Reporters want a story and you have one to tell. It’s a mutually beneficial relationship that often results in valuable earned media coverage for your brand. But a simple exchange between a PR professional and news reporter can occasionally get disrupted.
During my 16 years in television news, I received lots of pitches – plenty of great ones and others that fell flat. Now I can share what PR pros did – and didn’t do – that affected newsroom decisions about if and how to cover a story.
Here are three ways to partner with a reporter to make sure your story is the one that gets told.
A PR professional representing an organization’s brand should be in the know. That means making sure you’re up to date on current events and what’s trending. The better you (the PR pro) are at anticipating, the better you’ll be at making a relevant pitch or reacting to a media inquiry. Stay curious about the issues impacting your organization and your key stakeholders.
Let’s say you’re in education, and soon a law will be passed in your state that impacts teacher pay. Assuming it’s a topic you want to want to share an opinion on, anticipate how your organization might want to respond. Who can be on standby for an interview? Better yet – can you be ready with a pitch that offers a local perspective?
If you don’t anticipate news, time will not be on your side. By the time a reporter’s requests can be met, the moment may have passed. Don’t miss opportunities to put your organization’s expertise front and center. Set Google Alerts around a topic or issue you’re following, and be ready to act.
You have an event to promote or an exciting initiative to share. You did everything right, and you sent an intriguing pitch. Now a reporter’s interested, and they’re asking for an on-camera interview… today! Only, it turns out your spokesperson is going out of town or has strict windows of availability. You can’t deliver in a timely manner.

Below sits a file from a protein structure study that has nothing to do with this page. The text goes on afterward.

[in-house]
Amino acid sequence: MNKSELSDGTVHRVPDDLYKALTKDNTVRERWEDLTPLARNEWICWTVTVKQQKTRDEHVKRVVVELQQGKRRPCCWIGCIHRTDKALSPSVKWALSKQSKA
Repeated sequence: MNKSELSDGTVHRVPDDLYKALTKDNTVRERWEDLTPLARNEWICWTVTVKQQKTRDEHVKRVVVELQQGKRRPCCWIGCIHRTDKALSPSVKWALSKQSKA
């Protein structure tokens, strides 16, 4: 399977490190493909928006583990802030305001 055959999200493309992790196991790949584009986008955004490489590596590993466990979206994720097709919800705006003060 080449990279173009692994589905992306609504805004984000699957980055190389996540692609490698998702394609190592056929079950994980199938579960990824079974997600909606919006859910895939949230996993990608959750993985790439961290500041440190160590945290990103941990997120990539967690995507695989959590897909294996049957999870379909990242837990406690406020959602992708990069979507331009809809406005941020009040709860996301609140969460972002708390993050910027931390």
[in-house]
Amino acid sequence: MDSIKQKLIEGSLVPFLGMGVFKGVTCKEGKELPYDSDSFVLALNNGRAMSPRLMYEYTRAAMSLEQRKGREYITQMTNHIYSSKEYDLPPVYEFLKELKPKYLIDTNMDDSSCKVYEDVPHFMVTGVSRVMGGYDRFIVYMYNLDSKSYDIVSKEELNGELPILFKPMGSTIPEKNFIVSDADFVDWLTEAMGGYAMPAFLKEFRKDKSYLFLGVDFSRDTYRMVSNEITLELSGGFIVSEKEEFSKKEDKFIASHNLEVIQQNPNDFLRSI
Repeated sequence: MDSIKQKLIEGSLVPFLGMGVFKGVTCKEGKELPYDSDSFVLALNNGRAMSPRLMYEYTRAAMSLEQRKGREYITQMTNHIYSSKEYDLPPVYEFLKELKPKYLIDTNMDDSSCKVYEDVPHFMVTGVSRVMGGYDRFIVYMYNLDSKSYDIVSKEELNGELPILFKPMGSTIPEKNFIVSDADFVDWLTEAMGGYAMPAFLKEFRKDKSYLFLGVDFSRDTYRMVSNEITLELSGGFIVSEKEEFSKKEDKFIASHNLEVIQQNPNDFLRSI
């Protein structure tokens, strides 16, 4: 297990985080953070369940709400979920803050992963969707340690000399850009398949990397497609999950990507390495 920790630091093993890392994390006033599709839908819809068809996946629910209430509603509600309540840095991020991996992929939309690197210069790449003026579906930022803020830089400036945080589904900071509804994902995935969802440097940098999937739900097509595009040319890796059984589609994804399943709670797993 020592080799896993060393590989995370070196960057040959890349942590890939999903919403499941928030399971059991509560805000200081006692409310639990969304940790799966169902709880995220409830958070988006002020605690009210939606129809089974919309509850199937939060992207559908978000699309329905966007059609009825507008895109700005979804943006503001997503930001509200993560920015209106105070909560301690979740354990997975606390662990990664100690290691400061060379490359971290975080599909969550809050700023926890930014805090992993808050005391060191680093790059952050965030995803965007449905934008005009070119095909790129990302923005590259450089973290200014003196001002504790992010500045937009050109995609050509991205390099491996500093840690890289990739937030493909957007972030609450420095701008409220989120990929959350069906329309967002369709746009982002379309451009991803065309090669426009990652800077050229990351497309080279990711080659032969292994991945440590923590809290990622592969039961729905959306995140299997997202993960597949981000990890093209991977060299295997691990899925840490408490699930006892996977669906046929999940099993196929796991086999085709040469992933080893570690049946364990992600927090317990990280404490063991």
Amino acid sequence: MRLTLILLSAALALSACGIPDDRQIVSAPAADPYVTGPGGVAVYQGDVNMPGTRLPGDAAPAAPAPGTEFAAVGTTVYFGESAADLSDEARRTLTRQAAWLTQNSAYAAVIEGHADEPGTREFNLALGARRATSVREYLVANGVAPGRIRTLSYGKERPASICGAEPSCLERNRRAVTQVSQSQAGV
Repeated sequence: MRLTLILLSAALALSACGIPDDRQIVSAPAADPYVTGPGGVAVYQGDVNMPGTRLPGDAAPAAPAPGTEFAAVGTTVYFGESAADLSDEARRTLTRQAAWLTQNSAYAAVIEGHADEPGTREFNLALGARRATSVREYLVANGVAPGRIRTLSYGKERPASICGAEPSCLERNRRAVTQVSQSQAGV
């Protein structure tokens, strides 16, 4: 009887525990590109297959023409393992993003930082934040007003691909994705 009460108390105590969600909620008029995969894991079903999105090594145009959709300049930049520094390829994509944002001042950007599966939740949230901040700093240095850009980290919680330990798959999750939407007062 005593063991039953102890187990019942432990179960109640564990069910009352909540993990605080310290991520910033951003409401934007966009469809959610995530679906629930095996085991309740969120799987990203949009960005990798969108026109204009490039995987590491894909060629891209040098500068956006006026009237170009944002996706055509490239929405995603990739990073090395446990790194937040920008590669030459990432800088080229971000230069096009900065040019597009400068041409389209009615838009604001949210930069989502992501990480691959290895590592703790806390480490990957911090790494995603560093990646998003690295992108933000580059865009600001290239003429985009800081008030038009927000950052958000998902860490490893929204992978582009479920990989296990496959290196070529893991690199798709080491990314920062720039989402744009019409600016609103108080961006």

The lesson here is this: don’t make a promise you can’t keep. If a reporter asks their editor or manager to go after a story, they’re planning their entire day around your pitch. Leave a reporter hanging, and they’ll never forget the day they got burnt.
Your organization is planning something big, and you want to make a splash. So, you send an invitation to a press event teasing a big announcement, but you won’t say what it is. Better to build anticipation, you reason.
Reporters are wise to this. Often, these “secret” events with “big” announcements are a bust. An announcement fails if you can’t show reporters why it matters to their audience and is genuinely newsworthy. They’re going to be extra cautious if you won’t give them details. It’s the boy who cried wolf, PR edition.
Rather than sending teasers without substance, send your information with an embargo, which asks the media to not publish your news until a specific date. You’re more likely to get better coverage because you’ve allowed the media time to plan and consider the news value. They’ll also appreciate the trust you’ve shown them.
Need help perfecting your pitch? If you’re looking to fire up your branding program with proactive PR, give us a shout!